It's such a good time to be a creative! I was so excited reading Steven Johnson's August 23rd NYT Magazine cover article "The New Making It," today because I have an upcoming book (long delayed) about making a living as a creative in the digital economy. Johnson looked into the numbers to tell us what has seemed apparent for a while now: The internet and digital economy makes it easier to build an artistic career (for those who are entrepreneurial and want to interact with fans/build an audience). And writers, musicians, and filmmakers are doing it successfully in greater numbers. "On the whole," he writes, "creators seem to be making slightly more money, while growing in number at a steady but not fast pace." And "[...] the trends are making creative livelihoods more achievable." The article focuses on musicians, opening with Lars Ulrich's fear in 2000 that Napster (and free music) would kill the music industry. It has dramatically reduced it. But it hasn't killed musicians. The actual creators (not the labels and executives) are thriving.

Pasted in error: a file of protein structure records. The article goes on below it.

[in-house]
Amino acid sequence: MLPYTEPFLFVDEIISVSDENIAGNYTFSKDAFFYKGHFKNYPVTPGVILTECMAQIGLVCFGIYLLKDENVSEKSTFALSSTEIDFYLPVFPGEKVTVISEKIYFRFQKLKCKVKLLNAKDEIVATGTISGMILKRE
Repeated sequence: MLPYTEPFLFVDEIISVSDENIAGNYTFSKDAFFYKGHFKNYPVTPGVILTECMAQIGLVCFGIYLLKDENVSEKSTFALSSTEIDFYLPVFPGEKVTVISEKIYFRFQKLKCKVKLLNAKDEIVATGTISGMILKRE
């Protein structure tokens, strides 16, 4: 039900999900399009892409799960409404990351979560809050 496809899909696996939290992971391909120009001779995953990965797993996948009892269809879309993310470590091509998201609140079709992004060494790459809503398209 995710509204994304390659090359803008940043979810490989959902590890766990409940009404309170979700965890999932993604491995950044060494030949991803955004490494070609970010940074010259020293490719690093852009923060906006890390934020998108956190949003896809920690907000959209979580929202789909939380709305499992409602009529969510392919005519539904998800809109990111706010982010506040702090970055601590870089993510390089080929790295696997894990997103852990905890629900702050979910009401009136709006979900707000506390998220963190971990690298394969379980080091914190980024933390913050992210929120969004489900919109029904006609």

Now that it's easier than ever to create and get one's work out into the world, critics worry that the lowering of the barriers to entry also lowers the quality of the creative work, that the masses entering creative fields will generate work that appeals only to the masses - to some shared base human tendencies, like a fascination with Kim Kardashian. But Johnson lays out some evidence that this is not the case. He also includes one of my favorite definitions of quality in the cultural sphere that I've read, writing, "All these numbers, of course, only hint at whether our digital economy rewards quality. Or -- even better than that milquetoast word "quality" -- at whether it rewards experimentation, boundary-pushing, satire, the real drivers of new creative work."
The book I'm writing will focus on the principles and habits needed to succeed as a creative in the digital economy, something the article only touches on briefly. In short, artists have to be willing to create their own path, to shape and form their career in the same way they shape and form a painting, book, or sculpture.
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